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Published on May 21st, 2017 | by Magda Michalska

When The Inquisition Met Nude Maja

Which one do you prefer?
The Nude Maja or The Clothed Maja?

This question might have been asked by the painter Francisco Goya when he completed both paintings and showed them side by side to the commissioner, Manuel de Godoy, Prime Minister of Spain (1792 to 1797).
Maja is not a name of the girl, as I used to think, but a general term describing people from the lower class of Spanish society in the late 18th to early 19th century, especially in Madrid. They were one of the favorite subjects of some 19th-century Spanish painters because they had very characteristic elaborate outfits and particular manners, as they often were described as cheeky…

Cheeky Godoy

Francisco Goya, The Nude Maja, c. 1797–1800, Museo del Prado, Madrid. nude maja

Francisco Goya, The Nude Maja, c. 1797–1800, Museo del Prado, Madrid

The Nude Maja came first: Prime Minister commissioned Goya for a painting of a naked girl to hang it in his private collection. He had a separate cabinet reserved for nude paintings only, as he liked to collect “questionable pictures”, such as Velazquez Rokeby Venus (in other words, he liked to look at naked ladies). One of the accounts says that the Clothed Maja was placed in front of the naked one and in order to reveal it, one had to pull a cord. Godoy retained the nude girl for six years before it was discovered by investigators for the Spanish Inquisition in 1808.

Cheeky Goya

Diego Velázquez, Rokeby Venus, c. 1647–51, National Gallery, London nude maja

Diego Velázquez, Rokeby Venus, c. 1647–51, National Gallery, London

The Inquisition confiscated all the works from the collection and brought Godoy and the curator of his collection, Don Francisco de Garivay, before a tribunal. They were forced to reveal the artists whose works were “so indecent and prejudicial to the public good.” Goya was in real trouble. How did he escape prosecution? Goya said that he had only followed and emulated traditional painters such as Titian (and his Venus or Danaë) and Velázquez. Inquisition couldn’t say a word because both the church and the court admired Titian and Velazquez and did not find anything offensive in the Rokeby Venus.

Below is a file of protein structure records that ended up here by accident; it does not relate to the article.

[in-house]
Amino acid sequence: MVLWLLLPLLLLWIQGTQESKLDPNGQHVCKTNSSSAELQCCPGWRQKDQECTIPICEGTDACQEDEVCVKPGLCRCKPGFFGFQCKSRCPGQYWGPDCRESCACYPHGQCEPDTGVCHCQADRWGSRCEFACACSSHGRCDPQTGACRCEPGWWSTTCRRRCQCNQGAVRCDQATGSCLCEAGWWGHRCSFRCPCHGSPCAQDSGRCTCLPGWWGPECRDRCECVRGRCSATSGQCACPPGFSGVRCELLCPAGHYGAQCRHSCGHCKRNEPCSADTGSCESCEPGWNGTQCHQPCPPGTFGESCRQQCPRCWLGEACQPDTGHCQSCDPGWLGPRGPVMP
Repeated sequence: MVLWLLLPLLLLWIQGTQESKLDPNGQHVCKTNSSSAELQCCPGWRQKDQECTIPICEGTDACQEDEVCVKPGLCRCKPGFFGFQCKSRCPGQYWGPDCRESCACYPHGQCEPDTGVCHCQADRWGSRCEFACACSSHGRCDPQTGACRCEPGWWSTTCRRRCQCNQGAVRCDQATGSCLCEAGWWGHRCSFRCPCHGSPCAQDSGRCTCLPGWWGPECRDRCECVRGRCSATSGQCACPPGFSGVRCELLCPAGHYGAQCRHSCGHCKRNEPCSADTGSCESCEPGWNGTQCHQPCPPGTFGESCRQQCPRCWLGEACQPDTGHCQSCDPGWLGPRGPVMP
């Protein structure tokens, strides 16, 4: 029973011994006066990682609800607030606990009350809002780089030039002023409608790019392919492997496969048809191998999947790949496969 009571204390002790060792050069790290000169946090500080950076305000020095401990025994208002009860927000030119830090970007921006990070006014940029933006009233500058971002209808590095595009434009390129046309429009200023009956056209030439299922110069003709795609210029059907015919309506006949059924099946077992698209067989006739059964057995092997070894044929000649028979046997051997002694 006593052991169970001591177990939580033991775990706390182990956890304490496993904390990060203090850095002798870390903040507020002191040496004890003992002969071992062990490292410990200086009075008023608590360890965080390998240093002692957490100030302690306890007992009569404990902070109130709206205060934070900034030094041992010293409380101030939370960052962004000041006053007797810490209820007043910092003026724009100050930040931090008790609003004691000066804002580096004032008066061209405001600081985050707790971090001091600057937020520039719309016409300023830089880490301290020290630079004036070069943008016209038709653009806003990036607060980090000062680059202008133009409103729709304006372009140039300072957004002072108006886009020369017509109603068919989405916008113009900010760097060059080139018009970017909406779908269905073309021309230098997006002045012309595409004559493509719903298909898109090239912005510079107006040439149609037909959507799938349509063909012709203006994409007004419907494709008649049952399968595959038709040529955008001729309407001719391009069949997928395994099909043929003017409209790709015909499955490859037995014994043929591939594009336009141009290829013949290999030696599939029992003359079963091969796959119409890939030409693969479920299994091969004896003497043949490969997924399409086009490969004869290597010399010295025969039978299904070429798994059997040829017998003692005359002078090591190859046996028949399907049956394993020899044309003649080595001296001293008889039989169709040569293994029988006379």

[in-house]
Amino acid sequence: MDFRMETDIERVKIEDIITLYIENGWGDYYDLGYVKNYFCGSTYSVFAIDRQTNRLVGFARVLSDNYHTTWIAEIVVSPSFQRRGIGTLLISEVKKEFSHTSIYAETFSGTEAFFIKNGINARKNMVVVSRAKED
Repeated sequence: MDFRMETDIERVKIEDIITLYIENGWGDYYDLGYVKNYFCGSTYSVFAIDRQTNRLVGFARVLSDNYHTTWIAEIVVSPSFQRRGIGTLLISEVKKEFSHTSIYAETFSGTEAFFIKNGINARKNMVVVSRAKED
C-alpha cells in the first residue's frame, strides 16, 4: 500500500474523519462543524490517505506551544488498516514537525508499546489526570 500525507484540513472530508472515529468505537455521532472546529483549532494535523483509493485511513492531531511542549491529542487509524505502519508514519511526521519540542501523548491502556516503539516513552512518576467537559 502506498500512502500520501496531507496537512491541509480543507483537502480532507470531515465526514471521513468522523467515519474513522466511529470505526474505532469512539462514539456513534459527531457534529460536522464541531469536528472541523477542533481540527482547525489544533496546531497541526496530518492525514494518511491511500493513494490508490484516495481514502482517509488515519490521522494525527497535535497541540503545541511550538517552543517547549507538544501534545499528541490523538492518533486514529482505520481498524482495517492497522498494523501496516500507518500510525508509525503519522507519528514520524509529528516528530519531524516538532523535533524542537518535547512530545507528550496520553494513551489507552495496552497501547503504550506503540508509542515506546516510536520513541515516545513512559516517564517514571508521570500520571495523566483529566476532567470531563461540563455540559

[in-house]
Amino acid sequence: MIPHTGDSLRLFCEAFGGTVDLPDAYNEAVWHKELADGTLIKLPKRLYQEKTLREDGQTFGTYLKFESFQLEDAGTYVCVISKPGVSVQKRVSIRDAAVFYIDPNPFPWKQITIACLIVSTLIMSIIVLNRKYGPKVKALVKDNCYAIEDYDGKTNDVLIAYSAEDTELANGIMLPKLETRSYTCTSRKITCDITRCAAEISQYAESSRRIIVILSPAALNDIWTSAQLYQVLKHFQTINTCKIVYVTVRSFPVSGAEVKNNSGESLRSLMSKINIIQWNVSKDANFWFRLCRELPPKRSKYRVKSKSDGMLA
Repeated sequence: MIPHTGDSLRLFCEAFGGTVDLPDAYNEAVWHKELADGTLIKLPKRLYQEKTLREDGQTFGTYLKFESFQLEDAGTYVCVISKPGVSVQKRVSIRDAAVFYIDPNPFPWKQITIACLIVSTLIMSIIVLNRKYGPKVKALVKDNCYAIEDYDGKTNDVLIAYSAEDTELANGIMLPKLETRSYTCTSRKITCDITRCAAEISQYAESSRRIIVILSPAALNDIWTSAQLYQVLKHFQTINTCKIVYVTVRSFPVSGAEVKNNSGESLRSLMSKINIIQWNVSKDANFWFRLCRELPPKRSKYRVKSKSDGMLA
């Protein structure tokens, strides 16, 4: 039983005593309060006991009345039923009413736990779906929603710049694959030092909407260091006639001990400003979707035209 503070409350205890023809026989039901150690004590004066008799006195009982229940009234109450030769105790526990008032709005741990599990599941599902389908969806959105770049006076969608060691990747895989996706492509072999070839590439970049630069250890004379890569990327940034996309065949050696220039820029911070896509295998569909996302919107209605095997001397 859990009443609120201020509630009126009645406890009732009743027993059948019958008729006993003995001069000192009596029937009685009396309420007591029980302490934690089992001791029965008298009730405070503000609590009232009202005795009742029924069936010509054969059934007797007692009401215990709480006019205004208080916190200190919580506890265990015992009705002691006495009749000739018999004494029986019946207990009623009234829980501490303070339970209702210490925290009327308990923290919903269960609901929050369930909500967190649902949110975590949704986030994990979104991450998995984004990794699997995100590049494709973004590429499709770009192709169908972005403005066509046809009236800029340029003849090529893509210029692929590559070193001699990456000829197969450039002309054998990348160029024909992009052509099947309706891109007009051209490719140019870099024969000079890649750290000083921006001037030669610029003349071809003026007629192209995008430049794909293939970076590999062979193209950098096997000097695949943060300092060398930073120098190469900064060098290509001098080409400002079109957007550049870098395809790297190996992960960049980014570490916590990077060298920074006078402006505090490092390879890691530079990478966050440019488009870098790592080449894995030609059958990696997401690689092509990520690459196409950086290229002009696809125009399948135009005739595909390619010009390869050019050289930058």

Cheeky Maja

Francisco Goya, The Clothed Maja, 1803, Museo del Prado, Madrid. nude maja

Francisco Goya, The Clothed Maja, 1803, Museo del Prado, Madrid

Who was the model for these paintings? Most proabably it was Godoy’s young mistress Pepita Tudó, although some say that Goya painted his own mistress or moreover, he mixed the features of several ladies. Whoever she was, she had an enormous influence on Wester art to follow as it was the first instance in which pubic hair was painted in a non-prostitution context, and the model challenged the viewer with her direct gaze.Any associations guys? Yes, Manet’s Olympia is likely to be inspired by The Nude Maja.

 


About the Author

Magda, an art historian-to-be, she writes about art because she cannot make it herself. She loves committed and political artists like Ai Wei Wei or the Futurists; like Joseph Beuys she believes that art can change us and we can change the world.



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